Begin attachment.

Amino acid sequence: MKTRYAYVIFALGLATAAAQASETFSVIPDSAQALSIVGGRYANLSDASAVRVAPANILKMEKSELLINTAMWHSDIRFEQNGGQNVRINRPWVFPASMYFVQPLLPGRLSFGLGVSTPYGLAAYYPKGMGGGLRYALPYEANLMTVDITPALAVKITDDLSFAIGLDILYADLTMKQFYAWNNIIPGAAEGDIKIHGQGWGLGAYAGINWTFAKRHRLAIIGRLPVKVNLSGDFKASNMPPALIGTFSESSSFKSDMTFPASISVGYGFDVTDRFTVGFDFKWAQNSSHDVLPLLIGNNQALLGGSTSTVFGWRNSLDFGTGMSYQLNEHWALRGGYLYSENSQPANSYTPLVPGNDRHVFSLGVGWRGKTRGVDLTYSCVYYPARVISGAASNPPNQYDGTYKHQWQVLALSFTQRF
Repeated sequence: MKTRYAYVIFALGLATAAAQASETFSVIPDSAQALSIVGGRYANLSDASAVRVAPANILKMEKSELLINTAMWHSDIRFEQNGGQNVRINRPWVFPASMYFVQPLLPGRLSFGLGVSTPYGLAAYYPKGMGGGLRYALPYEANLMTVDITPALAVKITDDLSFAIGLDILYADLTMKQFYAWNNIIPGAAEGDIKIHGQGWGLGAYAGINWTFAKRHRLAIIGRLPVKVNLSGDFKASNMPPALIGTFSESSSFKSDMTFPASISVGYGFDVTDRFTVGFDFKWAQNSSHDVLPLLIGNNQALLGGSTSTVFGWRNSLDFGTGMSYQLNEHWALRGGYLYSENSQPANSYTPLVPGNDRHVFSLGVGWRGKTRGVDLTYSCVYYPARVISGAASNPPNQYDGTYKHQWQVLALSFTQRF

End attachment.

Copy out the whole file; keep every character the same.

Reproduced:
Amino acid sequence: MKTRYAYVIFALGLATAAAQASETFSVIPDSAQALSIVGGRYANLSDASAVRVAPANILKMEKSELLINTAMWHSDIRFEQNGGQNVRINRPWVFPASMYFVQPLLPGRLSFGLGVSTPYGLAAYYPKGMGGGLRYALPYEANLMTVDITPALAVKITDDLSFAIGLDILYADLTMKQFYAWNNIIPGAAEGDIKIHGQGWGLGAYAGINWTFAKRHRLAIIGRLPVKVNLSGDFKASNMPPALIGTFSESSSFKSDMTFPASISVGYGFDVTDRFTVGFDFKWAQNSSHDVLPLLIGNNQALLGGSTSTVFGWRNSLDFGTGMSYQLNEHWALRGGYLYSENSQPANSYTPLVPGNDRHVFSLGVGWRGKTRGVDLTYSCVYYPARVISGAASNPPNQYDGTYKHQWQVLALSFTQRF
Repeated sequence: MKTRYAYVIFALGLATAAAQASETFSVIPDSAQALSIVGGRYANLSDASAVRVAPANILKMEKSELLINTAMWHSDIRFEQNGGQNVRINRPWVFPASMYFVQPLLPGRLSFGLGVSTPYGLAAYYPKGMGGGLRYALPYEANLMTVDITPALAVKITDDLSFAIGLDILYADLTMKQFYAWNNIIPGAAEGDIKIHGQGWGLGAYAGINWTFAKRHRLAIIGRLPVKVNLSGDFKASNMPPALIGTFSESSSFKSDMTFPASISVGYGFDVTDRFTVGFDFKWAQNSSHDVLPLLIGNNQALLGGSTSTVFGWRNSLDFGTGMSYQLNEHWALRGGYLYSENSQPANSYTPLVPGNDRHVFSLGVGWRGKTRGVDLTYSCVYYPARVISGAASNPPNQYDGTYKHQWQVLALSFTQRF